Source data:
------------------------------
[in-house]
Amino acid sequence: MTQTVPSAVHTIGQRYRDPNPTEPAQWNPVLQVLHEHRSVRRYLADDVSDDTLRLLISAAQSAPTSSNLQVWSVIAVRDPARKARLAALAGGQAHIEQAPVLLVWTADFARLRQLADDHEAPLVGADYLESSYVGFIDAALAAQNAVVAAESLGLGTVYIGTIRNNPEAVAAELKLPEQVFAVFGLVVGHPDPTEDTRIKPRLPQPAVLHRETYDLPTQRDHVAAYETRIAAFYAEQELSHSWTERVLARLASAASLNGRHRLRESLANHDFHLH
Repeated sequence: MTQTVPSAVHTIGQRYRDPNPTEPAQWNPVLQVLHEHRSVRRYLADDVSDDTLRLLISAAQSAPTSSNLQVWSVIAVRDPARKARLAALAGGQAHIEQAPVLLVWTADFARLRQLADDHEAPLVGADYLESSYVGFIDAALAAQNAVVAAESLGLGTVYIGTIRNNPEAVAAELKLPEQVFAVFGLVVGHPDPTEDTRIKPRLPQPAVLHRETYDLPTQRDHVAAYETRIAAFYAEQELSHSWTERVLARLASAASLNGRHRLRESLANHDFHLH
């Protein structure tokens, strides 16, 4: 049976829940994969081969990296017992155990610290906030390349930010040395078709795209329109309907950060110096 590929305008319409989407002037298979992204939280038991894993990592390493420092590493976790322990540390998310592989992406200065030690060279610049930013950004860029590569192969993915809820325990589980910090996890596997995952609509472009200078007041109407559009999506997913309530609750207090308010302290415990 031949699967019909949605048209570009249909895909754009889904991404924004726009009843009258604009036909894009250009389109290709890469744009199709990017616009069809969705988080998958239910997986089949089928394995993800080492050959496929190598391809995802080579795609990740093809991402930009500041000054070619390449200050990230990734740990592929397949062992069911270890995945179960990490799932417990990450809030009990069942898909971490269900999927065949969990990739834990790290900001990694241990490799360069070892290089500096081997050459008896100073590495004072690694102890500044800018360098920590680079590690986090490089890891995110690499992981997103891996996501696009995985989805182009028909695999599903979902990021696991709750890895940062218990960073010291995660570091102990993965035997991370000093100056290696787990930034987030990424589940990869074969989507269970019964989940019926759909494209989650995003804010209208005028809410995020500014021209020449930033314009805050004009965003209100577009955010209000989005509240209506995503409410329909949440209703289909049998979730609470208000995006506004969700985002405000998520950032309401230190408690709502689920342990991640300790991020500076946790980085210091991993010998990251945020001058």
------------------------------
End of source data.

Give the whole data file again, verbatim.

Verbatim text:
[in-house]
Amino acid sequence: MTQTVPSAVHTIGQRYRDPNPTEPAQWNPVLQVLHEHRSVRRYLADDVSDDTLRLLISAAQSAPTSSNLQVWSVIAVRDPARKARLAALAGGQAHIEQAPVLLVWTADFARLRQLADDHEAPLVGADYLESSYVGFIDAALAAQNAVVAAESLGLGTVYIGTIRNNPEAVAAELKLPEQVFAVFGLVVGHPDPTEDTRIKPRLPQPAVLHRETYDLPTQRDHVAAYETRIAAFYAEQELSHSWTERVLARLASAASLNGRHRLRESLANHDFHLH
Repeated sequence: MTQTVPSAVHTIGQRYRDPNPTEPAQWNPVLQVLHEHRSVRRYLADDVSDDTLRLLISAAQSAPTSSNLQVWSVIAVRDPARKARLAALAGGQAHIEQAPVLLVWTADFARLRQLADDHEAPLVGADYLESSYVGFIDAALAAQNAVVAAESLGLGTVYIGTIRNNPEAVAAELKLPEQVFAVFGLVVGHPDPTEDTRIKPRLPQPAVLHRETYDLPTQRDHVAAYETRIAAFYAEQELSHSWTERVLARLASAASLNGRHRLRESLANHDFHLH
């Protein structure tokens, strides 16, 4: 049976829940994969081969990296017992155990610290906030390349930010040395078709795209329109309907950060110096 590929305008319409989407002037298979992204939280038991894993990592390493420092590493976790322990540390998310592989992406200065030690060279610049930013950004860029590569192969993915809820325990589980910090996890596997995952609509472009200078007041109407559009999506997913309530609750207090308010302290415990 031949699967019909949605048209570009249909895909754009889904991404924004726009009843009258604009036909894009250009389109290709890469744009199709990017616009069809969705988080998958239910997986089949089928394995993800080492050959496929190598391809995802080579795609990740093809991402930009500041000054070619390449200050990230990734740990592929397949062992069911270890995945179960990490799932417990990450809030009990069942898909971490269900999927065949969990990739834990790290900001990694241990490799360069070892290089500096081997050459008896100073590495004072690694102890500044800018360098920590680079590690986090490089890891995110690499992981997103891996996501696009995985989805182009028909695999599903979902990021696991709750890895940062218990960073010291995660570091102990993965035997991370000093100056290696787990930034987030990424589940990869074969989507269970019964989940019926759909494209989650995003804010209208005028809410995020500014021209020449930033314009805050004009965003209100577009955010209000989005509240209506995503409410329909949440209703289909049998979730609470208000995006506004969700985002405000998520950032309401230190408690709502689920342990991640300790991020500076946790980085210091991993010998990251945020001058």